The success of any relationship in life depends on how it aligns with expectations. Whether that be aligning your actions with your boss’ goals for your role or your partner’s desires, communicating regularly about your goals, needs, and expectations is essential.
Especially during the times of change or instability, such as after a break-up or during the coronavirus pandemic, it’s important to communicate your dating goals. During the pandemic, in-person time with your partner might be more limited and individuals have a wide variety of reasons to date during this time. While some people are looking for casual companionship during this time of isolation, others might still be focused on finding a life partner.
In this post, we’ll examine how you can clearly communicate your dating goals to be both fair to your partner, as well as honest with yourself.
Before you know what to communicate to potential dates, you need to know yourself. Are you in a place of being open, available and receptive to a new relationship? Or are you recovering from a bad break-up or divorce, and you could really use some time to heal and put your life in order before inviting someone new in? We often hear people say, “But their dating profile said they weren’t looking for something casual, but then every time I try to progress the relationship, they freak out on me.” This may have something to do with their attachment style, or it may be that there is a disconnect between their conscious (stated in their dating profile) and unconscious (underlying) goals and interests. If you find that you are stating one thing and doing or feeling something different, it may be a good idea to check in with yourself and reflect on why that may be the case.
Be Up Front
They say “honesty is the best policy” and that is true when it comes to communicating your dating goals. If you are online dating, add your dating goals -once you know them - to your profile. If friends introduce you to a potential partner, make sure you candidly describe what you are looking for and what you are open to exploring -- from a healthy “situationship” all the way through a long-term partnership. Stating these desires helps your partner align with them and no one feels misled about the direction of the relationship.
Reinforce Your Desires
Most people need to hear something more than once for it to fully sink in. Communicating your dating goals is no exception. Especially if you and your potential partner aren’t 100% on the same page about what you want out of the partnership, it’s important to reinforce your desires frequently. For instance, maybe you are just getting out of a long-term relationship and aren’t ready to dive into another one, but your partner is eager to get married and start a family. You may have agreed to date, with the potential for the same long-term vision, but you may need to restate regularly that you aren’t ready to dive fully in at the moment. Your partner might reference you moving in or meeting their parents, and these moments are opportunities to reinforce your desires, a timeline that is comfortable for you, and boundaries that align with your values. When emotions run strong in new relationships, don’t get wrapped up in the neurochemical connections happening, and instead, stay true to your true desires. Rushing milestones too early backfires more often than not.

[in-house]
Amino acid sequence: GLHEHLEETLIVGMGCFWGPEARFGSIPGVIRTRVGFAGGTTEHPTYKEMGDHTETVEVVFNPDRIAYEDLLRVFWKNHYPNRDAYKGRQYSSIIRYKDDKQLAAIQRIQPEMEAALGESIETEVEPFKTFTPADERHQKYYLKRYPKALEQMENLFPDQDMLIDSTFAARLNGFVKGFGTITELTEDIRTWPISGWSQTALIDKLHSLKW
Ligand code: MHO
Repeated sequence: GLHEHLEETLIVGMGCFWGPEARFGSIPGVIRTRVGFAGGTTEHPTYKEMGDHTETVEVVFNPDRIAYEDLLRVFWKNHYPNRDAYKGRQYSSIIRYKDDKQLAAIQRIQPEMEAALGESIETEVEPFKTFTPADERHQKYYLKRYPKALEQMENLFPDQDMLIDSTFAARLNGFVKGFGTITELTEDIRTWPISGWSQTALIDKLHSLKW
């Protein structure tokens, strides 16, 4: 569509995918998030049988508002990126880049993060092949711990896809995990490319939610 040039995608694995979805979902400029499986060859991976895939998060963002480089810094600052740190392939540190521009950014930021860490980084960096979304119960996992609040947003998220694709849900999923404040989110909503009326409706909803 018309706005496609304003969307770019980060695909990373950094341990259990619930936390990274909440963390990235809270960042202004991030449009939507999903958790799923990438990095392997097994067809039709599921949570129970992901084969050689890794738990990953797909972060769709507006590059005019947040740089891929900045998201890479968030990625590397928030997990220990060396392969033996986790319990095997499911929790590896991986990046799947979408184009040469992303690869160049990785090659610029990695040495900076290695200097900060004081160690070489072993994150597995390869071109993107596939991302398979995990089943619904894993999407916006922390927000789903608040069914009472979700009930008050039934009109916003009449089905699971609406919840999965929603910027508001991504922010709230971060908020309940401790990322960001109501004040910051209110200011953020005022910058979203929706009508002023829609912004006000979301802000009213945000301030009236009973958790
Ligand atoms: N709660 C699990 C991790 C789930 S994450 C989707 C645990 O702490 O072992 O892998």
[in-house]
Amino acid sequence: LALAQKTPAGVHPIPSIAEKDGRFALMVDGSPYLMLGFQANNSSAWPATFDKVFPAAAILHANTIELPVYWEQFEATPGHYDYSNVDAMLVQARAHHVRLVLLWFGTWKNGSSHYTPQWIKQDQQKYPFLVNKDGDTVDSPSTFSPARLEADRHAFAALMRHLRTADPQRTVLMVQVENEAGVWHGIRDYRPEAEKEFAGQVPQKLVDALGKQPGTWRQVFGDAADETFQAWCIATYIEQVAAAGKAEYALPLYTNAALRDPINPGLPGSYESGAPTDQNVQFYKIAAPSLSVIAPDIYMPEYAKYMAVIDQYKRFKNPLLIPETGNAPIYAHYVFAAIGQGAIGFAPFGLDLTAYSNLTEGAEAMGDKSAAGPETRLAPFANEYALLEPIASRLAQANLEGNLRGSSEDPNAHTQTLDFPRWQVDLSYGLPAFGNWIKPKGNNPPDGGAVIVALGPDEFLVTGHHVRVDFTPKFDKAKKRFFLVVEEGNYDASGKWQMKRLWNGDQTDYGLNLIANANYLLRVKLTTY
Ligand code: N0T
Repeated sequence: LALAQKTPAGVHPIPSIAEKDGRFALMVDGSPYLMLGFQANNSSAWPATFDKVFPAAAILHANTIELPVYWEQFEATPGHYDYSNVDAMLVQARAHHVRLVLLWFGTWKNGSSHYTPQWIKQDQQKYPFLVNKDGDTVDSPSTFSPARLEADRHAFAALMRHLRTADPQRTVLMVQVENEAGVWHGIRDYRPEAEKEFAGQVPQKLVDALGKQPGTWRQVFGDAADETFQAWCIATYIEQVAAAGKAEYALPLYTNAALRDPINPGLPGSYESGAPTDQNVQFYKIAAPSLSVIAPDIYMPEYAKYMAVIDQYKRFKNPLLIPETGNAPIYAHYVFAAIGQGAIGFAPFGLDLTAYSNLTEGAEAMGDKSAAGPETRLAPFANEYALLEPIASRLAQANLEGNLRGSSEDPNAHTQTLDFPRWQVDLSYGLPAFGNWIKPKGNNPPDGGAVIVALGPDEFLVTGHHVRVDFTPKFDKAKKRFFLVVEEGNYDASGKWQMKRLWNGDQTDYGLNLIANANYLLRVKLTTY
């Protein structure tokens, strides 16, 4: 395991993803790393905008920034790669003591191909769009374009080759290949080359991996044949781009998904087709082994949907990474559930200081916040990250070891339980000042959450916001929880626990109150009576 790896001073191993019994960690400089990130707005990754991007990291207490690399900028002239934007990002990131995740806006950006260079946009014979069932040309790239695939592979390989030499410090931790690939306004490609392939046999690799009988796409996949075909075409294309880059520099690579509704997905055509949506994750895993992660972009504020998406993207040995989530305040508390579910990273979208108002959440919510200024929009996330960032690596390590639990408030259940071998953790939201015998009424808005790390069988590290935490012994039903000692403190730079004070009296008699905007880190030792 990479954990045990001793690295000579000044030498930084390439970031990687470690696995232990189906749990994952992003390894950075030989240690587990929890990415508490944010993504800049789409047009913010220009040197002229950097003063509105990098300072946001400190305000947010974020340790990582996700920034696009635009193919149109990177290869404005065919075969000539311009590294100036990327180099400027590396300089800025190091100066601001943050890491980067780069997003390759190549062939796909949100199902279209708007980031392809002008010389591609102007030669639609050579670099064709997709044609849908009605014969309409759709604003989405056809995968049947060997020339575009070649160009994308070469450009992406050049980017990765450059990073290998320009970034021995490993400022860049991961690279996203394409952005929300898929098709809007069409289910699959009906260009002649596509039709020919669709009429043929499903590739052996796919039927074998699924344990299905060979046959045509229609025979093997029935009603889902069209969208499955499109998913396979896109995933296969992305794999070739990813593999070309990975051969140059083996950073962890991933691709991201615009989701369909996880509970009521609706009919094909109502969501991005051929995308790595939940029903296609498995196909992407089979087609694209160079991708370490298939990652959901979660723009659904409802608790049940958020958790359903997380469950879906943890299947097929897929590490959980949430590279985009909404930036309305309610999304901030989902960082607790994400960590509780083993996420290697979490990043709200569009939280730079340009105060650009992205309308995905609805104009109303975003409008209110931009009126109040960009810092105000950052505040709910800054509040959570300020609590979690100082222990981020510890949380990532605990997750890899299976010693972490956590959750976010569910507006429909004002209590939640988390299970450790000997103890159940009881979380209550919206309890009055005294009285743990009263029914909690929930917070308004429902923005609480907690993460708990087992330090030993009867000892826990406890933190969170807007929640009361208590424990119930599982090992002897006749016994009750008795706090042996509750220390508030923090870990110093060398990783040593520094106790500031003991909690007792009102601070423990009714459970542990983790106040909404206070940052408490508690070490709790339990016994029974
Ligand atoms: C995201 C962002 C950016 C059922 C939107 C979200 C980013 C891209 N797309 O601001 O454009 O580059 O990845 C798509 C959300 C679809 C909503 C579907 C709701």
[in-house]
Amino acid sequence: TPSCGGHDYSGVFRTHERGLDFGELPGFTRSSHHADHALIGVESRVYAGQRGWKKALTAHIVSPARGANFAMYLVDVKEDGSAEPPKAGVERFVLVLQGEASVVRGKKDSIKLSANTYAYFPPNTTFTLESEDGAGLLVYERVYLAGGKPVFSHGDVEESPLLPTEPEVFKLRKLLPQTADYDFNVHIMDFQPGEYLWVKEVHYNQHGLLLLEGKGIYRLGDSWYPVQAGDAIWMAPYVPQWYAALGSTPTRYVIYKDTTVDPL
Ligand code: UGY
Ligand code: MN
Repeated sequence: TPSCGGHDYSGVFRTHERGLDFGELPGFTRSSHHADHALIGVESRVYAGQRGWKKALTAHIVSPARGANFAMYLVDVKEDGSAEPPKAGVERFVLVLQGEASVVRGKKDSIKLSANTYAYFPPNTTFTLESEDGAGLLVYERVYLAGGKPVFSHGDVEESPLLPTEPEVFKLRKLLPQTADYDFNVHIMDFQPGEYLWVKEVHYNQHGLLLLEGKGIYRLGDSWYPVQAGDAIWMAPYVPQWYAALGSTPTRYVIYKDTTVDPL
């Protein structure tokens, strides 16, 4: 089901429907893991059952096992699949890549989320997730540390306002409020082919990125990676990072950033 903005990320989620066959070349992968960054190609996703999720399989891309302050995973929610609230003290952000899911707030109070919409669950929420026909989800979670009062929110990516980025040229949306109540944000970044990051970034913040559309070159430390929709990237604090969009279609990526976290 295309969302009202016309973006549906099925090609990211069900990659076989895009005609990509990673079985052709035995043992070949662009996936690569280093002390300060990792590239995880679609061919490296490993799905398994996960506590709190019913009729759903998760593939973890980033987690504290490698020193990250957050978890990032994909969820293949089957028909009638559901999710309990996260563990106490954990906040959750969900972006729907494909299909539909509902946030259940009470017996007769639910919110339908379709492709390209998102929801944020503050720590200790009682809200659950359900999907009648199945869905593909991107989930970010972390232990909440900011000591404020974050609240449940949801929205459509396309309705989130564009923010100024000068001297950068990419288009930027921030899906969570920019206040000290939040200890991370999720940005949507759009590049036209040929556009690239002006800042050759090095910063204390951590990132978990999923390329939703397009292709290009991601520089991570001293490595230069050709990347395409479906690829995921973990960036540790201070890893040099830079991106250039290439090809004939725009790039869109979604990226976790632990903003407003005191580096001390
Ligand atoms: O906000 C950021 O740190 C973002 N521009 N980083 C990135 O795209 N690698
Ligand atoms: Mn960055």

Align Your Actions and Words
You can also reinforce your desires by aligning actions and words. Sometimes, it’s easy to communicate what you want early in the relationship, but as time goes on it’s harder to hold those boundaries. Especially if you have an anxious attachment style that needs closeness to reinforce your connection, or have a tendency to be relationship- or love-addicted, aligning your words and actions will be a challenge. This can send confusing messages to your partner if you tell them you want to take it slow but get swept up in early relationship bliss and fail to hold boundaries and temper expectations. Work to be honest with yourself about what you want, and then align your actions with the desires you communicate to your partner.
Especially during times of uncertainty or change, consider how you can communicate your dating goals authentically, regularly, and in a way that strengthens your connection with your partner. Not everyone has to date with long-term commitment as the end goal. Start by being honest with yourself about what you need now, and what you would consider in the future. Check in early and often to see how aligned your dating goals are with your partner’s goals. And, finally, choose to be in integrity throughout the relationship by aligning your actions with your words and desires.
The team at Center for Shared Insight can help you understand your dating goals and how you can make them possible through authentic and honest communication. This results in more satisfying relationships with not only future partners, but with yourself.